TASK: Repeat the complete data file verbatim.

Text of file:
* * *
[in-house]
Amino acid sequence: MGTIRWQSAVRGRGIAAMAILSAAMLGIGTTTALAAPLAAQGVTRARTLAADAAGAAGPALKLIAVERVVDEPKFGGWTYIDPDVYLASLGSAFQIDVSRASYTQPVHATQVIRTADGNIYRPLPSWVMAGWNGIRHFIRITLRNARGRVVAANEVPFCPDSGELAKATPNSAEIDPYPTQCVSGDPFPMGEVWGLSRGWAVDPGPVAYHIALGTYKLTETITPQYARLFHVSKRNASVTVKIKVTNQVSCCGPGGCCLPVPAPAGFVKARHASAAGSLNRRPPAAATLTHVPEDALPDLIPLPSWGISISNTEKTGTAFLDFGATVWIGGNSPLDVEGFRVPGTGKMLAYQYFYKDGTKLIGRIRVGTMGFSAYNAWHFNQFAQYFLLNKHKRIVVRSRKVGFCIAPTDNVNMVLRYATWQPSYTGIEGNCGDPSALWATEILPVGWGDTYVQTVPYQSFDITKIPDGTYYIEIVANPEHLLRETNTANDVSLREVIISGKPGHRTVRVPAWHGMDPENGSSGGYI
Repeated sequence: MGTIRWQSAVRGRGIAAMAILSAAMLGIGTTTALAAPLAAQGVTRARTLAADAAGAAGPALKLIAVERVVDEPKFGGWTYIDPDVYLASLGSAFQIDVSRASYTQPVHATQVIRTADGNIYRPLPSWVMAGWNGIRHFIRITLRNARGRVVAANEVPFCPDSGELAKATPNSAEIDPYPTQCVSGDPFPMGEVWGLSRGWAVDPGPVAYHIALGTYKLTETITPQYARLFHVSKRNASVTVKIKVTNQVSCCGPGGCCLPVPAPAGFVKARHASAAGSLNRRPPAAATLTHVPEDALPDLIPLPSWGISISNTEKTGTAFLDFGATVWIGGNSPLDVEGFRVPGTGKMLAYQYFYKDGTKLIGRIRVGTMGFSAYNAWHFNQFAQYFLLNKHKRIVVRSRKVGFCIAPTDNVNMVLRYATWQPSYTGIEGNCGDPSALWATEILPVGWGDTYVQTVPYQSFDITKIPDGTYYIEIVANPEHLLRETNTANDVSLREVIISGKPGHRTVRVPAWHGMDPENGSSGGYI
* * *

[in-house]
Amino acid sequence: MGTIRWQSAVRGRGIAAMAILSAAMLGIGTTTALAAPLAAQGVTRARTLAADAAGAAGPALKLIAVERVVDEPKFGGWTYIDPDVYLASLGSAFQIDVSRASYTQPVHATQVIRTADGNIYRPLPSWVMAGWNGIRHFIRITLRNARGRVVAANEVPFCPDSGELAKATPNSAEIDPYPTQCVSGDPFPMGEVWGLSRGWAVDPGPVAYHIALGTYKLTETITPQYARLFHVSKRNASVTVKIKVTNQVSCCGPGGCCLPVPAPAGFVKARHASAAGSLNRRPPAAATLTHVPEDALPDLIPLPSWGISISNTEKTGTAFLDFGATVWIGGNSPLDVEGFRVPGTGKMLAYQYFYKDGTKLIGRIRVGTMGFSAYNAWHFNQFAQYFLLNKHKRIVVRSRKVGFCIAPTDNVNMVLRYATWQPSYTGIEGNCGDPSALWATEILPVGWGDTYVQTVPYQSFDITKIPDGTYYIEIVANPEHLLRETNTANDVSLREVIISGKPGHRTVRVPAWHGMDPENGSSGGYI
Repeated sequence: MGTIRWQSAVRGRGIAAMAILSAAMLGIGTTTALAAPLAAQGVTRARTLAADAAGAAGPALKLIAVERVVDEPKFGGWTYIDPDVYLASLGSAFQIDVSRASYTQPVHATQVIRTADGNIYRPLPSWVMAGWNGIRHFIRITLRNARGRVVAANEVPFCPDSGELAKATPNSAEIDPYPTQCVSGDPFPMGEVWGLSRGWAVDPGPVAYHIALGTYKLTETITPQYARLFHVSKRNASVTVKIKVTNQVSCCGPGGCCLPVPAPAGFVKARHASAAGSLNRRPPAAATLTHVPEDALPDLIPLPSWGISISNTEKTGTAFLDFGATVWIGGNSPLDVEGFRVPGTGKMLAYQYFYKDGTKLIGRIRVGTMGFSAYNAWHFNQFAQYFLLNKHKRIVVRSRKVGFCIAPTDNVNMVLRYATWQPSYTGIEGNCGDPSALWATEILPVGWGDTYVQTVPYQSFDITKIPDGTYYIEIVANPEHLLRETNTANDVSLREVIISGKPGHRTVRVPAWHGMDPENGSSGGYI